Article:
Several researchers have already carefully studied the few witnesses related to this instrument. I am not going to repeat the whole list, I just want to offer a short survey here.

We can find many features common to all specimens: the soundbox, consisting, as usual, of two oval/circular parts plus the neck, three strings are stretched along this body, then a keyboard showing 6 to 8 keys within the half of the diapason, sound holes are often in a D shape. The keyboard mechanism is depicted only once, in an 18th-century copy (Gerbert) of a 13th c. deperditum  manuscript: 8 revolving keys and the list of the notes, from C to c (including Bb and B) are clearly visible.  This drawing tells us clearly that one of the strings, (maybe all the three strings) was in C and that the three strings were touched by each key at the same time following a diatonic scale.

The six letters on the right compose the word magada (latin but having greek origins) written at the right place, around the wheel and the bridge. (In musical treatises, i.e. the manuscript containing the most famous Ad organum faciendum in Biblioteca Ambrosiana, Milan, XI c., magada is the name given to the bridges of the monochord)


Another well known 13th-century manuscript entitled “Quomodo organistrum construatur” illustrates the method to divide the monochord into the eight stops of a diatonic scale starting from Ut, but we don't find a description of the instrument nor information about its use. Scholars guess it was played mainly for sacred music along the 12th century. Christopher Page, the only one who faced the problem of the name: Symhonia / Organistrum, has several doubts about and no definite answers.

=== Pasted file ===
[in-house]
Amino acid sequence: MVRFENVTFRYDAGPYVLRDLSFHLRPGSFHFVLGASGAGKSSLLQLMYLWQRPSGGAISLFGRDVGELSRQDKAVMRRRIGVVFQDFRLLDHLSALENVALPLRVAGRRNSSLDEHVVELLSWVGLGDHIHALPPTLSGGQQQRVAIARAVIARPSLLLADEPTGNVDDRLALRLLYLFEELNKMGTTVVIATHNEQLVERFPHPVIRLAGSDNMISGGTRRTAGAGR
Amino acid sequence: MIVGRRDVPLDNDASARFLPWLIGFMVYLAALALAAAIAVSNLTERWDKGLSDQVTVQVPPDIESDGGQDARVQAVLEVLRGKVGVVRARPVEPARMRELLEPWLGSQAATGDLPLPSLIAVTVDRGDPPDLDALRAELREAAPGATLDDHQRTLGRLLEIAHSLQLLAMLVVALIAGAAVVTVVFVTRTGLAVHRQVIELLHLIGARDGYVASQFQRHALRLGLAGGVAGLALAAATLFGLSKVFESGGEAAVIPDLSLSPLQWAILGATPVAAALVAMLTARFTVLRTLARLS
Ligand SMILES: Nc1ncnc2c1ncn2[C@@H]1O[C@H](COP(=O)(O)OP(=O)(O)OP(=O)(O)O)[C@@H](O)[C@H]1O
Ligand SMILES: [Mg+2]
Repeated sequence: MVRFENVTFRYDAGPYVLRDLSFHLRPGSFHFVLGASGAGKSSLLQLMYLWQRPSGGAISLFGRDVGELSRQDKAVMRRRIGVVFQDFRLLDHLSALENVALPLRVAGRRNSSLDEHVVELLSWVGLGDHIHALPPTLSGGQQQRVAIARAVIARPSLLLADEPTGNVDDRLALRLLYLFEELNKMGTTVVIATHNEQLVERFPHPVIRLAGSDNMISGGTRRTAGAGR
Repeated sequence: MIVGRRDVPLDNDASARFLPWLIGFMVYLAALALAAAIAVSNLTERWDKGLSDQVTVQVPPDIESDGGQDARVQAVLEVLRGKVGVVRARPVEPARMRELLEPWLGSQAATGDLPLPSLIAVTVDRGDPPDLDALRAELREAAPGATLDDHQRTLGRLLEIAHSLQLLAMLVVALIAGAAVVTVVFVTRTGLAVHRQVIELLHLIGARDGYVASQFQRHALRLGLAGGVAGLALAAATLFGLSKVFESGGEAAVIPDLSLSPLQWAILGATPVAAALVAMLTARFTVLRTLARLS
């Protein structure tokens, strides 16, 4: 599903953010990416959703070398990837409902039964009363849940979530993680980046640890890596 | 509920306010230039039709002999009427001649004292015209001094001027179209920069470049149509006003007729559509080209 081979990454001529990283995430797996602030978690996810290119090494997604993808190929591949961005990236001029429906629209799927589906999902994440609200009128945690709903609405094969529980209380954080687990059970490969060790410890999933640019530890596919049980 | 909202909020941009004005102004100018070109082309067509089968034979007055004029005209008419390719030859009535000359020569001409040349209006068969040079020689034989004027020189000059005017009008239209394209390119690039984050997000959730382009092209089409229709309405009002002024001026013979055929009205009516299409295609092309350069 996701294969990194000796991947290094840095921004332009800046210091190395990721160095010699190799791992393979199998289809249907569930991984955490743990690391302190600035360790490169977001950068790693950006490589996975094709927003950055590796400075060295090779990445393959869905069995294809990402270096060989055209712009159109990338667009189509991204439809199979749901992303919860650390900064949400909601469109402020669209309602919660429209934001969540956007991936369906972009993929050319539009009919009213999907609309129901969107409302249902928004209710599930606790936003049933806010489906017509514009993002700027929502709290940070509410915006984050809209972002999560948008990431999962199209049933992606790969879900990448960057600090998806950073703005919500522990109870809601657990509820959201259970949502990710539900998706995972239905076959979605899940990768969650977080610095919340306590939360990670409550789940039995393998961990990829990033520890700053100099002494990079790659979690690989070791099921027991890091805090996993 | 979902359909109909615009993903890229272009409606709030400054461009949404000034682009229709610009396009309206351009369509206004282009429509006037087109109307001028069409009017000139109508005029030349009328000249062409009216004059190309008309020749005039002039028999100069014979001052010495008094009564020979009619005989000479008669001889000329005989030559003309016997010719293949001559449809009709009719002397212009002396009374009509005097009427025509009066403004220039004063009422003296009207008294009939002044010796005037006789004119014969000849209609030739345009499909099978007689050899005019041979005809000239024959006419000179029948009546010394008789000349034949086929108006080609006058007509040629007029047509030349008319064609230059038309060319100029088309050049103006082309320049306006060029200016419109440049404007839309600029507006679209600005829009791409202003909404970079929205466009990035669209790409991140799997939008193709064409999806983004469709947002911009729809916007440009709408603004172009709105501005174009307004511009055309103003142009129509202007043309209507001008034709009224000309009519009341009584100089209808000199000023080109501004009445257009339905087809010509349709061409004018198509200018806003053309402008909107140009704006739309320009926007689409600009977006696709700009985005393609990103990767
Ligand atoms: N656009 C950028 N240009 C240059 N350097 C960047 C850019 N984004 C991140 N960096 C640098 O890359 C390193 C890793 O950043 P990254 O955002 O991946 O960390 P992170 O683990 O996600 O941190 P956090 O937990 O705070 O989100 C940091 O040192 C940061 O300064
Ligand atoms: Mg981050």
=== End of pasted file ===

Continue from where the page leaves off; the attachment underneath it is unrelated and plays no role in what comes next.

We know that almost all depictions and witnesses belong to the 12th century, but the year and the decade are mainly unknown. Since it is impossible to follow an exact chronology we cannot pretend to outline the evolution of this instrument. To study carefully the observable features is the only serious way to face the subject.

In Ahedo de  Butron (Burgos) sculpture, one of the musicians might be turning a crank with his right hand, while with his left-hand forefinger he is actually touching the second string of five; the second musician is touching the third string with his right-hand forefinger and with the other hand is turning the corresponding tuning peg.